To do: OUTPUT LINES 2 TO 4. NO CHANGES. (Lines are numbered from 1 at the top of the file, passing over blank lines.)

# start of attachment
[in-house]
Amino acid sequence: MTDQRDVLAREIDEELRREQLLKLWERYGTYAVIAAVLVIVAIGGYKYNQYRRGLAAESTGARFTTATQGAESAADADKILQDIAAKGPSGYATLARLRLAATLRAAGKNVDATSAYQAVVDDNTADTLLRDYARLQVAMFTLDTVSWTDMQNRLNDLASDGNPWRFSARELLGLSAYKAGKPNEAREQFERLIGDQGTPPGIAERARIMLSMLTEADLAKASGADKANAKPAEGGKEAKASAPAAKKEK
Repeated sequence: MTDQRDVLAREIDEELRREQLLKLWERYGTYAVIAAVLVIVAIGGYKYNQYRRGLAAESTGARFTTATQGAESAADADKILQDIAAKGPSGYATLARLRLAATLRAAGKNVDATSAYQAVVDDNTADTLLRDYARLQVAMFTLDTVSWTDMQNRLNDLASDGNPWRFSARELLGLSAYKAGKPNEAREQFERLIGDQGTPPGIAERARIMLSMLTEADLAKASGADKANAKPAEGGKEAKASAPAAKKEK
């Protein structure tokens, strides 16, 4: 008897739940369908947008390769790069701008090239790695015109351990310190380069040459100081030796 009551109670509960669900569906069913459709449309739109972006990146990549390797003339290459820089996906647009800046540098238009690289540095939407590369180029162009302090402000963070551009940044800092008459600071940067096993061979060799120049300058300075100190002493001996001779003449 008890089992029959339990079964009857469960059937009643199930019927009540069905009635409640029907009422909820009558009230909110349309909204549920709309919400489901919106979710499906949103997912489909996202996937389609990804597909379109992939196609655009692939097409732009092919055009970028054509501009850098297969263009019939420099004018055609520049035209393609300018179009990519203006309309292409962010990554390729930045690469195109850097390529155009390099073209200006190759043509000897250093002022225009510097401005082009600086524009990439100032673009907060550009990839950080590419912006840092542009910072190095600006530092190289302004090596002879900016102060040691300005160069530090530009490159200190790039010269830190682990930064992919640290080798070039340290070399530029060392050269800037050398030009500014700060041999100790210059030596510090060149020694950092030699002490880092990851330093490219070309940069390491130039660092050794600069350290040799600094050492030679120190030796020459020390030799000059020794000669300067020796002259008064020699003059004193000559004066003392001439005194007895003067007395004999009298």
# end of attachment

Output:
Amino acid sequence: MTDQRDVLAREIDEELRREQLLKLWERYGTYAVIAAVLVIVAIGGYKYNQYRRGLAAESTGARFTTATQGAESAADADKILQDIAAKGPSGYATLARLRLAATLRAAGKNVDATSAYQAVVDDNTADTLLRDYARLQVAMFTLDTVSWTDMQNRLNDLASDGNPWRFSARELLGLSAYKAGKPNEAREQFERLIGDQGTPPGIAERARIMLSMLTEADLAKASGADKANAKPAEGGKEAKASAPAAKKEK
Repeated sequence: MTDQRDVLAREIDEELRREQLLKLWERYGTYAVIAAVLVIVAIGGYKYNQYRRGLAAESTGARFTTATQGAESAADADKILQDIAAKGPSGYATLARLRLAATLRAAGKNVDATSAYQAVVDDNTADTLLRDYARLQVAMFTLDTVSWTDMQNRLNDLASDGNPWRFSARELLGLSAYKAGKPNEAREQFERLIGDQGTPPGIAERARIMLSMLTEADLAKASGADKANAKPAEGGKEAKASAPAAKKEK
């Protein structure tokens, strides 16, 4: 008897739940369908947008390769790069701008090239790695015109351990310190380069040459100081030796 009551109670509960669900569906069913459709449309739109972006990146990549390797003339290459820089996906647009800046540098238009690289540095939407590369180029162009302090402000963070551009940044800092008459600071940067096993061979060799120049300058300075100190002493001996001779003449 008890089992029959339990079964009857469960059937009643199930019927009540069905009635409640029907009422909820009558009230909110349309909204549920709309919400489901919106979710499906949103997912489909996202996937389609990804597909379109992939196609655009692939097409732009092919055009970028054509501009850098297969263009019939420099004018055609520049035209393609300018179009990519203006309309292409962010990554390729930045690469195109850097390529155009390099073209200006190759043509000897250093002022225009510097401005082009600086524009990439100032673009907060550009990839950080590419912006840092542009910072190095600006530092190289302004090596002879900016102060040691300005160069530090530009490159200190790039010269830190682990930064992919640290080798070039340290070399530029060392050269800037050398030009500014700060041999100790210059030596510090060149020694950092030699002490880092990851330093490219070309940069390491130039660092050794600069350290040799600094050492030679120190030796020459020390030799000059020794000669300067020796002259008064020699003059004193000559004066003392001439005194007895003067007395004999009298």